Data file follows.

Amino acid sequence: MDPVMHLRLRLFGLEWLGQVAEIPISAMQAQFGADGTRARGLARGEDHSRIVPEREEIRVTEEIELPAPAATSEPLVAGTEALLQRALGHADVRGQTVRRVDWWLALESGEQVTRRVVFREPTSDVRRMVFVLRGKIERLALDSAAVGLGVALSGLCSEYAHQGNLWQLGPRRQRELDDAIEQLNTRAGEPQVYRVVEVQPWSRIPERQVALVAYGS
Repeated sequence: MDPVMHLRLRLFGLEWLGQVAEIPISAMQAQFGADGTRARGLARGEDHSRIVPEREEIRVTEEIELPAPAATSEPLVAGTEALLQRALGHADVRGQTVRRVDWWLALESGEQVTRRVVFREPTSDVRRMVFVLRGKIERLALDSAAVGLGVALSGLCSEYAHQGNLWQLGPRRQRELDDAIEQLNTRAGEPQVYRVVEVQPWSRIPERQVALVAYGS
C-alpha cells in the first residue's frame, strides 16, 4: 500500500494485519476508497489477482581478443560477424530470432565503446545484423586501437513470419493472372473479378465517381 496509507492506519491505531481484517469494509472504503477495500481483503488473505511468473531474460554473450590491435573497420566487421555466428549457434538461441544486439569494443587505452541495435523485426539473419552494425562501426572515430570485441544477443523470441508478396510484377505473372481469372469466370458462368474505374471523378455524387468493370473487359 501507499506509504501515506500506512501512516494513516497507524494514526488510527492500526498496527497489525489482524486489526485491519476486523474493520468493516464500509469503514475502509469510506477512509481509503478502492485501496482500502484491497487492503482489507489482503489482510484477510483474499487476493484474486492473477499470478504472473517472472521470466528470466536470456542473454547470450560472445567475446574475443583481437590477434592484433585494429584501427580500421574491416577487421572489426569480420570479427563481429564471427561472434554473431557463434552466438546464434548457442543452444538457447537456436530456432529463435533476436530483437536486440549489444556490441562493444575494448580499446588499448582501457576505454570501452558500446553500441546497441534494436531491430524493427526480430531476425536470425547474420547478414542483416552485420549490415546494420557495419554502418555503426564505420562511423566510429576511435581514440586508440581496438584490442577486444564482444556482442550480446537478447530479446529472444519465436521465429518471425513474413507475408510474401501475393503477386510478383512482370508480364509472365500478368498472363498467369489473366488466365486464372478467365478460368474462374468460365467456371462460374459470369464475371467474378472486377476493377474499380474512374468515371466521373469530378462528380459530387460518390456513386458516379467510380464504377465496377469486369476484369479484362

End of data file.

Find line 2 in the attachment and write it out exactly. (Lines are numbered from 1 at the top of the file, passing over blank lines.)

Repeated sequence: MDPVMHLRLRLFGLEWLGQVAEIPISAMQAQFGADGTRARGLARGEDHSRIVPEREEIRVTEEIELPAPAATSEPLVAGTEALLQRALGHADVRGQTVRRVDWWLALESGEQVTRRVVFREPTSDVRRMVFVLRGKIERLALDSAAVGLGVALSGLCSEYAHQGNLWQLGPRRQRELDDAIEQLNTRAGEPQVYRVVEVQPWSRIPERQVALVAYGS